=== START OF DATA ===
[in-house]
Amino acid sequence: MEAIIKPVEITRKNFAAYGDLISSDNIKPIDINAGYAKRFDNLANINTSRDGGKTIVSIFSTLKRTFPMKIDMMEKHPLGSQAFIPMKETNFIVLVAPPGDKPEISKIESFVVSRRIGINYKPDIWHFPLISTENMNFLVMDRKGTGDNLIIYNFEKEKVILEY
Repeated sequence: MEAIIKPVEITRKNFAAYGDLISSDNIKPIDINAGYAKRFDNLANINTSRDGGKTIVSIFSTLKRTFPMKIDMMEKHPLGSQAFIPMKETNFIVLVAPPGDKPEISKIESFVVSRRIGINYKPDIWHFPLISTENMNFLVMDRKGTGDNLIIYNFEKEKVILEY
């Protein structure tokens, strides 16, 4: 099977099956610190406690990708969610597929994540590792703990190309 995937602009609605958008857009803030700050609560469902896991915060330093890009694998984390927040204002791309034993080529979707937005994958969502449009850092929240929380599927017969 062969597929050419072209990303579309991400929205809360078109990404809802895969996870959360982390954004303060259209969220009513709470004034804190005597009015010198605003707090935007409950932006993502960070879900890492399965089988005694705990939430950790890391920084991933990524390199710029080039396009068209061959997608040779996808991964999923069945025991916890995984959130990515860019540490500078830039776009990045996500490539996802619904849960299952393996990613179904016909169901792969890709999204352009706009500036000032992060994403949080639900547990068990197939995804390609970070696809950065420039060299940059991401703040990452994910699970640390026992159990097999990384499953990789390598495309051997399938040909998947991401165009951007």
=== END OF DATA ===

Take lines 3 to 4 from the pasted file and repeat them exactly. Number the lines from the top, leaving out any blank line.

Repeated sequence: MEAIIKPVEITRKNFAAYGDLISSDNIKPIDINAGYAKRFDNLANINTSRDGGKTIVSIFSTLKRTFPMKIDMMEKHPLGSQAFIPMKETNFIVLVAPPGDKPEISKIESFVVSRRIGINYKPDIWHFPLISTENMNFLVMDRKGTGDNLIIYNFEKEKVILEY
């Protein structure tokens, strides 16, 4: 099977099956610190406690990708969610597929994540590792703990190309 995937602009609605958008857009803030700050609560469902896991915060330093890009694998984390927040204002791309034993080529979707937005994958969502449009850092929240929380599927017969 062969597929050419072209990303579309991400929205809360078109990404809802895969996870959360982390954004303060259209969220009513709470004034804190005597009015010198605003707090935007409950932006993502960070879900890492399965089988005694705990939430950790890391920084991933990524390199710029080039396009068209061959997608040779996808991964999923069945025991916890995984959130990515860019540490500078830039776009990045996500490539996802619904849960299952393996990613179904016909169901792969890709999204352009706009500036000032992060994403949080639900547990068990197939995804390609970070696809950065420039060299940059991401703040990452994910699970640390026992159990097999990384499953990789390598495309051997399938040909998947991401165009951007």